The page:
My Snagit Library.
Books are for suckers! My library is full of Snagits!
(Just kidding. I like books, too).

Overall, I think TechSmith did it right. They identified a problem that Chromebook users (as well as desktop users who want simple and immediate integration with Google Drive) experienced, and then designed a simple, easy solution.

Although I have only played with it for a little while, I can already see some classroom applications. First and foremost, I really like the collateral learning that comes from using Snagit for Chrome. As students are transitioning from traditional computing and storage models to more cloud-based models, Snagit provides a tangible example of how to manage files within the cloud (as well as providing stellar examples of how to use browser extensions as well as Chrome Apps). 

There is also a teachable moment in copyrights and attributing. Educators should be diligent in helping students properly cite where the screenshot came from (by URL). It would be pretty snazzy if the Chrome App was able to store the URL with the photo so the user could access it at a later date.

I also believe there is a workflow lesson and file management lesson in Snagit. Currently, one of the limitations (and I hesitate to even use that word) is that all the Snagit images are stored in a root folder called "TechSmith" in Google Drive. Although not initially an issue, as more images are stored, the library will fill up quickly. The Snagit Chrome App does not seem to recognize a folder structure, so it is probably best to move images to other folders once they have served their purpose. Happily, I have great file hygiene so my Snagit images are filed appropriately.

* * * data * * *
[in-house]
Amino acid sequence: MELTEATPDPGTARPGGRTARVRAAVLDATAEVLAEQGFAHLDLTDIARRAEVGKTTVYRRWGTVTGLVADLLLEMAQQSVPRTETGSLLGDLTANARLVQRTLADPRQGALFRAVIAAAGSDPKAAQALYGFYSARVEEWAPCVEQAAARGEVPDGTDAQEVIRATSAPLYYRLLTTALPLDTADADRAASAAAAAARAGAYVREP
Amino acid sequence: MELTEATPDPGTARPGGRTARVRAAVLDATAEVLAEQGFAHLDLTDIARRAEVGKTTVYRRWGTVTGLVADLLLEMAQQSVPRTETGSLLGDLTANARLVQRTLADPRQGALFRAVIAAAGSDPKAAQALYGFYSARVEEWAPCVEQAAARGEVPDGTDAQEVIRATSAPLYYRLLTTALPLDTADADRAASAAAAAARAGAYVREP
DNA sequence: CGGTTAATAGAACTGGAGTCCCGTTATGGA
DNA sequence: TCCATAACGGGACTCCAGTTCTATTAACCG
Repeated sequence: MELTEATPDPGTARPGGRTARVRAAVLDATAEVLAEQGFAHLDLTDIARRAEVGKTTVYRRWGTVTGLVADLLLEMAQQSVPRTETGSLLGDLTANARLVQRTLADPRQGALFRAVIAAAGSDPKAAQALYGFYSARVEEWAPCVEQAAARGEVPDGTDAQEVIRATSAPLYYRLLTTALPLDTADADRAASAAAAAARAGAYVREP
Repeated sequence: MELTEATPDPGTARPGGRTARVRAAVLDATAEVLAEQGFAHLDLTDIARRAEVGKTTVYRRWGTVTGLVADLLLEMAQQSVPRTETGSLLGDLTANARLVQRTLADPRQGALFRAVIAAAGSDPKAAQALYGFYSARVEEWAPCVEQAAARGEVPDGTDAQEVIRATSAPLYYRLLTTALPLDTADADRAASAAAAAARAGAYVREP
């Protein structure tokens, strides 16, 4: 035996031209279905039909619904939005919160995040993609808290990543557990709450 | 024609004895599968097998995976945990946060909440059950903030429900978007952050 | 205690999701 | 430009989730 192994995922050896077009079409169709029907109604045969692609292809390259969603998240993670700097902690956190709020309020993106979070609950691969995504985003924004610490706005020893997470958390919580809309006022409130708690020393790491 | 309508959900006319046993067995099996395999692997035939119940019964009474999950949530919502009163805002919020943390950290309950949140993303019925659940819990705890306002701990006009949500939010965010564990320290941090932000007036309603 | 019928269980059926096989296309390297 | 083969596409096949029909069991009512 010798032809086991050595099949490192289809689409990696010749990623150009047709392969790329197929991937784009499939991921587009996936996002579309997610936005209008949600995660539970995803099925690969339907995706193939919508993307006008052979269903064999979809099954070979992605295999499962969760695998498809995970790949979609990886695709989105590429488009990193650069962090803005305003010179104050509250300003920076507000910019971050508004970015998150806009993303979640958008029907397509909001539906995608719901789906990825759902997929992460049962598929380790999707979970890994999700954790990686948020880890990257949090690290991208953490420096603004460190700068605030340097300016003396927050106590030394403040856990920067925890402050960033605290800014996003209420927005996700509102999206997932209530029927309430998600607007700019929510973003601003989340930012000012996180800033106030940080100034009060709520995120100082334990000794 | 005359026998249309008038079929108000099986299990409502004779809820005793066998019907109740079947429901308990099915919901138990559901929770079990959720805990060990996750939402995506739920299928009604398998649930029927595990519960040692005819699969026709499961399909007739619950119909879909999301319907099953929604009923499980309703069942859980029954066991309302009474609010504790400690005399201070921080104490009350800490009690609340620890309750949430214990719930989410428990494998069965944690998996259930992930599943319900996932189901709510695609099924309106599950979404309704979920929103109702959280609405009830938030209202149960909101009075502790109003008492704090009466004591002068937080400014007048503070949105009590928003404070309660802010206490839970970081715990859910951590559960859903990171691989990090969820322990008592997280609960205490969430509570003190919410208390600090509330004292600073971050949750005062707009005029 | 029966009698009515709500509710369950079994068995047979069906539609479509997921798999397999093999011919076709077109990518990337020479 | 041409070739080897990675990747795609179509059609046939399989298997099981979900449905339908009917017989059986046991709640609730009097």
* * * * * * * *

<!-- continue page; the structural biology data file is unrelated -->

Collateral learning aside, there are other times when I think Snagit for Chrome would be beneficial:
  • Any art class (photography, art history, architecture, etc.) where students need to aggregate photos could use Snagit to apprehend (and comment!) images from online. Those images can be stored in a folder and then shared, or placed into a blog or Google Docs Presentation.

  • Science classes may find a use for students to label diagrams (anatomy, for instance) as homework assignments.

  • Writing intensive classes could use Snagit as a lightweight commenting solution for papers (although there are better options out there, most require the use of accounts). Schools without Google Apps for Education may find better luck using Snagit for Chrome as an alternative to a cobbled together Google Drive solution for sharing documents.

  • From an online perspective, I often hear students claim, "the exam wasn't open for me" or "I submitted it, but I don't know what happened". Snagit for Chrome gives students a chance to create a "Proof-of-Purchase" to capture (and annotate) their submissions or problems they encounter.
I configured a hotkey command to help expedite my Snagit experience, which only furthered the seamless process. Chrome does not seem to allow the hotkeys to work in standalone apps (like my Workflowy app), although if I really needed a screenshot of it, I could open it in a browser. 

Snagit is also now my go-to mechanism for cropping photos. Again, Pixlr is great for photo editing, but Snagit is quicker and easier for cropping. Just open the image in Google Drive Viewer, and Snagit will crop, retitle, and save a new version.

And as an instructional designer, making training materials for online resources just got a lot easier. Snagit for Chrome is a great balance of simplicity, storing, sharing, and annotating.

You should go out and snag it right now.


Dave Ghidiu

About Dave Ghidiu -

Dave Ghidiu is a Senior Instructional Designer for Open SUNY.